Another death in the Limanowa poviat. What we don’t know about Omicron?

14:52

WORLD
Virology experts around the world agree that a new variant of the coronavirus, dubbed Omikron and discovered in South Africa, poses another serious threat to the nearly two-year global coronavirus pandemic, CNN writes on Saturday. Lawrence Young, a virologist and professor of molecular oncology at Warwick Medical School in the UK, endorsed the World Health Organization (WHO) opinion that Omikron is “very worrying”. “

This is the most mutated version of the virus we have seen so far. This variant includes some changes that we’ve seen before in other variants, but never have all of these combinations been together in one virus. It also has new mutations, “Young wrote in a statement. He explained that Omikron has a total of about 50 mutations, and most importantly, according to studies by genomics scientists in South Africa, more than 30 of these mutations have been found in the spike protein, the structure the virus uses. to get to the cells under attack.

Neil Ferguson, director of the MRC Center for Global Infectious Disease Analysis at Imperial College London, said the number of mutations in the spike protein was “unprecedented.” “The spike protein gene is the target of most vaccines. There is therefore concern that this variant may have a greater potential than previous variants to avoid the immune barrier that vaccines are intended to provide,” Ferguson said.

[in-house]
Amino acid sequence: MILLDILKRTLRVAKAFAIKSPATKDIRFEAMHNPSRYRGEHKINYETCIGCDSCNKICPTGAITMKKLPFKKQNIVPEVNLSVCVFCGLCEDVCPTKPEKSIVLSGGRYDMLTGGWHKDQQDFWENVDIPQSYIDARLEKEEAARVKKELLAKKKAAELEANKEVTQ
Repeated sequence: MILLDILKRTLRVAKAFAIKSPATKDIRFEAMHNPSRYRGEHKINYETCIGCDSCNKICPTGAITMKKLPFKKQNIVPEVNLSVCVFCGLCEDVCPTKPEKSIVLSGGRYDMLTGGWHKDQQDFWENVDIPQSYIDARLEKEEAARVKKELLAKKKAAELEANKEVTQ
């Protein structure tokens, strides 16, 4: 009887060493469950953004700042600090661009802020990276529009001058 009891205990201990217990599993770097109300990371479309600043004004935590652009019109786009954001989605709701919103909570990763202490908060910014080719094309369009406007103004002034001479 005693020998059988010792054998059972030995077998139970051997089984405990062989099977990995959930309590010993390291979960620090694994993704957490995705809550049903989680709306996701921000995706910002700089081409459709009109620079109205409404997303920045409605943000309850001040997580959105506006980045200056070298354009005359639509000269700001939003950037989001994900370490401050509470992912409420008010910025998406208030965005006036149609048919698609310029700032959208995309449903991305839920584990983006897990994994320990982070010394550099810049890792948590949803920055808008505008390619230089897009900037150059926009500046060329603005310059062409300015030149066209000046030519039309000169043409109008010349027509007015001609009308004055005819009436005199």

Sharon Peacock, professor of public health and microbiology at the University of Cambridge, noted that while the overall number of Covid-19 cases is relatively low in South Africa, there has been a rapid increase in the last seven days – while 273 new infections were registered on November 16, the number this increased to over 1,200 cases on November 25, of which over 80 percent. discovered in Gauteng Province. ‘The epidemiological picture suggests that this variant may be much more infectious, which may be due to some mutations,’ Peacock wrote in a comment from the UK’s Science Media Center.

Tulio de Oliveira, director of South Africa’s Epidemic Response Center, also admitted that the new variant “has many more mutations than expected.” He added that “the virus is spreading very quickly and we can expect healthcare systems to be overloaded in the next few days and weeks.” Dr. Ashish Jha, dean of the US Department of Public Health, Brown University, said the new variant “behaves differently” and “appears to be much more contagious than the Delta variant.” “It quickly became dominant in South Africa where it was discovered. It happened in days, not months,” warned Jha.

CNN: What we don’t know about Omicron?
Peacock, de Oliveira, Ferguson and Jha agree that it is too early to determine the full impact of the Omikron variant mutation on vaccine efficacy. De Oliveira stressed that Covid-19 vaccines are still the best tool in the fight against the coronavirus and added that laboratory research should still be carried out to improve formulations. “I don’t think we will find ourselves in a situation where vaccines become useless,” Jha said. that preliminary data will be known in the next few days. ”